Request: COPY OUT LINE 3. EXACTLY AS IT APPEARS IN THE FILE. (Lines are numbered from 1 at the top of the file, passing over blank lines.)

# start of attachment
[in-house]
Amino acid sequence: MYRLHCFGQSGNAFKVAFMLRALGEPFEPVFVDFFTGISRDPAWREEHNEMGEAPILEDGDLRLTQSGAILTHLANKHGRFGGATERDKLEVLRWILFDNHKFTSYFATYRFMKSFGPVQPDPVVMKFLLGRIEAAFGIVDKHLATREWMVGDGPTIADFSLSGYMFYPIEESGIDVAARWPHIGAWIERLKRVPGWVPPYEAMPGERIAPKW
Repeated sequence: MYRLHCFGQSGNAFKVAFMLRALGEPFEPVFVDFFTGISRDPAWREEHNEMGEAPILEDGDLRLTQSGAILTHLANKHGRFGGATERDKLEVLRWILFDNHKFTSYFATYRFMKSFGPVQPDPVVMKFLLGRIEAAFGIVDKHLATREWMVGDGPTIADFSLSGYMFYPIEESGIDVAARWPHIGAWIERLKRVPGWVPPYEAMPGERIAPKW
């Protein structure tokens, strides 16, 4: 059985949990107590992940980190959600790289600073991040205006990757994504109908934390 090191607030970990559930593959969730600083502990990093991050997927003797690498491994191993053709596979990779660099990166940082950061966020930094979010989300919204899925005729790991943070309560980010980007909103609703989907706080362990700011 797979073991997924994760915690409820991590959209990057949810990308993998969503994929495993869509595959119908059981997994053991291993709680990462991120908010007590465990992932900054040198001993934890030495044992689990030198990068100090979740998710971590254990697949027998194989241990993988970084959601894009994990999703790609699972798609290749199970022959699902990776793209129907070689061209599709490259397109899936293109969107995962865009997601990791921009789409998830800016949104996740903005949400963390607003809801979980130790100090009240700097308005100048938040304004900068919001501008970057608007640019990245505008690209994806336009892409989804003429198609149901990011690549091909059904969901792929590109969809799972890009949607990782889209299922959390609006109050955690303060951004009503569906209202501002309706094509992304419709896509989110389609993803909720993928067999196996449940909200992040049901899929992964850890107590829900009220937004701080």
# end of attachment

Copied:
Repeated sequence: MYRLHCFGQSGNAFKVAFMLRALGEPFEPVFVDFFTGISRDPAWREEHNEMGEAPILEDGDLRLTQSGAILTHLANKHGRFGGATERDKLEVLRWILFDNHKFTSYFATYRFMKSFGPVQPDPVVMKFLLGRIEAAFGIVDKHLATREWMVGDGPTIADFSLSGYMFYPIEESGIDVAARWPHIGAWIERLKRVPGWVPPYEAMPGERIAPKW